Now, I haven’t dealt with editorial gatekeeping of this nature, but I’ve had editors flag stuff that I thought was just fine. A copy editor questioned something Taran said in Kiss and Kin – I honestly don’t remember what line it was — but the copy editor thought it was sexist. And I responded that yes, it was. My werewolves are kind of sexist. That’s not exactly positive, but it’s believable and it makes sense. Sexism is a character flaw–though as long as it’s not accompanied by contempt or violence, it’s far from the worst character flaw and besides, who said protagonists had to be flawless?

We kept the line.

I don’t want to write a perfect hero or heroine. I want my characters to have believable personalities, believable problems,  believable motives–whether they’re werewolves or rock stars. And of the very few people I’ve known with very few flaws, none were interesting and all made me feel uncomfortable. Probably because I have lots of flaws.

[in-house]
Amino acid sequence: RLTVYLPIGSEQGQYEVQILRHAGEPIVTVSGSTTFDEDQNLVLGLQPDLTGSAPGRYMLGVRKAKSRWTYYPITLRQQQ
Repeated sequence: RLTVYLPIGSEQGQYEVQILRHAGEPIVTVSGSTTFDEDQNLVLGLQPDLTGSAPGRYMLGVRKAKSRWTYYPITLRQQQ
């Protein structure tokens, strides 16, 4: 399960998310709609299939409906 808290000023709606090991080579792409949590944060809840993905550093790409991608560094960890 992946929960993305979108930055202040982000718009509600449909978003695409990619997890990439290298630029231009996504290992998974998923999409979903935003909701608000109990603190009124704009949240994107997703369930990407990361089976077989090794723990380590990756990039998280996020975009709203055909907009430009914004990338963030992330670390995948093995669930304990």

I feel that way as a reader, too. Perfect characters are boring. It’s disappointing to hear of editors who want perfect characters–or characters with “flaws” that aren’t really flaws in any true sense of the word. I don’t trust editors who insist that readers won’t accept the flaws, bad decisions, and messy lives that make characters compelling and give a story depth and texture.

The heroine in Yours, Mine and Howls is nosey–she asks questions about things that don’t concern her and if she stumbles upon a private conversation, she sticks around to listen. The guy she falls in love with, Cade, takes an instant dislike to a friend of hers for no good reason, and has kept his four-year-old on his ranch all her life instead of sending her to school in town so she could make friends. He did it out of loving protectiveness, but it was a shortsighted thing to do.  That doesn’t make him a bad person overall, or unlovable.